Housatonic — A popular village institution that closed last year has been purchased by a local resident. The only question that remains is what the building will be used for.
Housatonic resident Patrick Hollenbeck bought the former Housie Market and Cafe Wednesday at a foreclosure auction for $126,000, which was $1,000 more than the next-highest bidder, Mark Caiola of the nearby Brick House Pub. Hollenbeck bought the building on something of a whim.
“I had not thought about this at all, but it was bothering me,” Hollenbeck said in an interview. “It was vacant and there were unknown factors in terms of what it might be.”
The night before the auction, Hollenbeck was having trouble sleeping. He knew about the auction and was concerned about the community losing the iconic location to something less palatable such as an adult-use marijuana retailer.
“I got up next morning and decided I should bid,” Hollenbeck said. “That was it.”
Amy Hagerty, who owned the Housie Market, closed it last October and moved to California to be nearer family. The building at the corner of Pleasant and Front streets was built in 1915 but has since been turned into condominiums. In addition to the cafe, there are apartments on the top floor.
The 2,800-square-foot cafe and storage space in the basement were listed last year by Stone House Properties for $300,000. But there were no takers and eventually the mortgage holder, Salisbury Bank, came calling. That’s what triggered the auction.
At the time of the closing, life in the village was significantly disrupted because of construction on the Park Street bridge. But Hagerty insisted the bridge did not factor into her decision to close—or at least not nearly as much as the difficulty she had in finding help. The closure left a gaping hole in that part of town.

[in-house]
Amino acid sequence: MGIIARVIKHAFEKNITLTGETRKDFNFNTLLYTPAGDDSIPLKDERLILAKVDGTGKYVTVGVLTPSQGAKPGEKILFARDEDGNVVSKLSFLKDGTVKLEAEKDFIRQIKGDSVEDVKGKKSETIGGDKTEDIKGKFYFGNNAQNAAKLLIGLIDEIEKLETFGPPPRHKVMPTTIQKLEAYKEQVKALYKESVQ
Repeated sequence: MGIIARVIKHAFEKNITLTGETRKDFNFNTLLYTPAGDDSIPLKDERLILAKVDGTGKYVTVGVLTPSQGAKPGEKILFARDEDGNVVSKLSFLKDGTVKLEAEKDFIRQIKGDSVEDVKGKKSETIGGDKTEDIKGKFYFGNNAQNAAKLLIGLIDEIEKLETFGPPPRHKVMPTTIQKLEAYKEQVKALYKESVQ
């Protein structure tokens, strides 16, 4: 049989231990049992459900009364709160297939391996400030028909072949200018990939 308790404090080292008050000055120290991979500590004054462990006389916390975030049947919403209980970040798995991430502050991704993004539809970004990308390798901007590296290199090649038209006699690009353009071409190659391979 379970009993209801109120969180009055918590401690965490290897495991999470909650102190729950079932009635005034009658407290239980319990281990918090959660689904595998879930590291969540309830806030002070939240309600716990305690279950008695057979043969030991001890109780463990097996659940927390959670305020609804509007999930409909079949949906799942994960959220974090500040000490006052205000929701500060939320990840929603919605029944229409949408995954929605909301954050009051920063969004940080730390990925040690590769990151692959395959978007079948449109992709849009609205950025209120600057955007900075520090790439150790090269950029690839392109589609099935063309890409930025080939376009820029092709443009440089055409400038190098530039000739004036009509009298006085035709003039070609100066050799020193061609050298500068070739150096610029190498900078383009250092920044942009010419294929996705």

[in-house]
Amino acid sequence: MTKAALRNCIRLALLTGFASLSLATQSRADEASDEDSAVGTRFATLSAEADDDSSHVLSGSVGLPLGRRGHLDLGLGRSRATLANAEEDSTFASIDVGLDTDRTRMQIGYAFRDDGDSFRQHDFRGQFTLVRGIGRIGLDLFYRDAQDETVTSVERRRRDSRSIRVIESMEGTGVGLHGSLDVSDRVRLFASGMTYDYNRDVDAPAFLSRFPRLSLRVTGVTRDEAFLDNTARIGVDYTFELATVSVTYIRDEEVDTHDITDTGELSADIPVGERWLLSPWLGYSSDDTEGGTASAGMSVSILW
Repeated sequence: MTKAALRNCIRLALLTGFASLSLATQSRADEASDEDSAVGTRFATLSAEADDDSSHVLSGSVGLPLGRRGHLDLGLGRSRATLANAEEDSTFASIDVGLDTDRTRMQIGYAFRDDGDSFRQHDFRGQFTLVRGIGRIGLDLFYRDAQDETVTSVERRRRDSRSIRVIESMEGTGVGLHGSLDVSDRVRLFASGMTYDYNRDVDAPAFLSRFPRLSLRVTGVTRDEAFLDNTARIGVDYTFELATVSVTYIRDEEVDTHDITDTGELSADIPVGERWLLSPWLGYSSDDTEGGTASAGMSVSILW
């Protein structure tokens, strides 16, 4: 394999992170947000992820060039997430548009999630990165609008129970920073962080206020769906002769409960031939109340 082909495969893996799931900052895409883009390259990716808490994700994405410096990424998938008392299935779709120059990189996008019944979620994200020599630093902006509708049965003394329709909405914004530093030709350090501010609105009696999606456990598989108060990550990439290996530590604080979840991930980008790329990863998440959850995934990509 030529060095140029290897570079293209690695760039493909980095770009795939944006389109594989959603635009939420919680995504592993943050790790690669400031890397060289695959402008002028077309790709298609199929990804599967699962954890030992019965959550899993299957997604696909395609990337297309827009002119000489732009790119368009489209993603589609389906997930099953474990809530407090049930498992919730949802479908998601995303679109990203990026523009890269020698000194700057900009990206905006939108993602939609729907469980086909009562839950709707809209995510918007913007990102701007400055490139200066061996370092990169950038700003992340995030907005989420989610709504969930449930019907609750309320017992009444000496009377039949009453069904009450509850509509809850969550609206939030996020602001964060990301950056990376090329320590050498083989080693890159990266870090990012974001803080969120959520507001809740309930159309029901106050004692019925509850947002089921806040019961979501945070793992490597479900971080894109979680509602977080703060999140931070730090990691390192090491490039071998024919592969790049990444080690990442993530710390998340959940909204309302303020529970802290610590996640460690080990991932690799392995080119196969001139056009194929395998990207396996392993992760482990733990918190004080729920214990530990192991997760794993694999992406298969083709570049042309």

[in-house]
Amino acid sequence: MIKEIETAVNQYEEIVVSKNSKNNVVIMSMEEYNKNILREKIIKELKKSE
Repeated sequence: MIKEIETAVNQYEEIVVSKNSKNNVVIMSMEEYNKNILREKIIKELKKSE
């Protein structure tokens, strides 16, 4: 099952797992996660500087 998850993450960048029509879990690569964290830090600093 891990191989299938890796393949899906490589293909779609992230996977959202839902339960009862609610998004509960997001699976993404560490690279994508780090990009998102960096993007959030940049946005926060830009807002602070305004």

Hollenbeck, who also chairs the Great Barrington Libraries board of trustees, said he’s not sure what he wants to do with the property. He plans to meet with Caiola this weekend to discuss some ideas. He anticipates closing on the deal in mid-August but has no other timeline.
At this point, Hollenbeck said he is open to many ideas. He’s not even sure whether he wants to start something himself or find a suitable tenant and be a landlord. He does want something that has “year-round sustainability.” Above all, though, he recognizes the importance the cafe had in village life and the bond many residents and workers felt to it.
“I was amazed at the public sentiment and had no idea how emotional people were,” Hollenbeck explained. “At the beginning of the auction, there were at least two or three people with tears streaming down their faces. Amy was unbelievable for that community. It’s more than a vacant corner store, that’s for sure.”
In a random sampling of opinion conducted by the Edge, the response to the Hollenbeck acquisition was overwhelmingly positive. Bettina Montano, who heads Berkshire Pulse, a dance education facility, said the cafe received heavy use by students and parents alike.
Even when the Park Street bridge was completely closed to vehicular traffic, as it was after a steel construction beam collapsed into the river in April 2017, pedestrians could still walk across it to get to the cafe.
“I’m so glad something is happening,” Montano said. “It’s a pivotal location where our little village is concerned. It’s nice to know some energy will be returning.”
The cafe was a very important space for Pulse. When it was open, students, parents and staff were at the cafe on a daily basis. Indeed Montano held many a meeting there.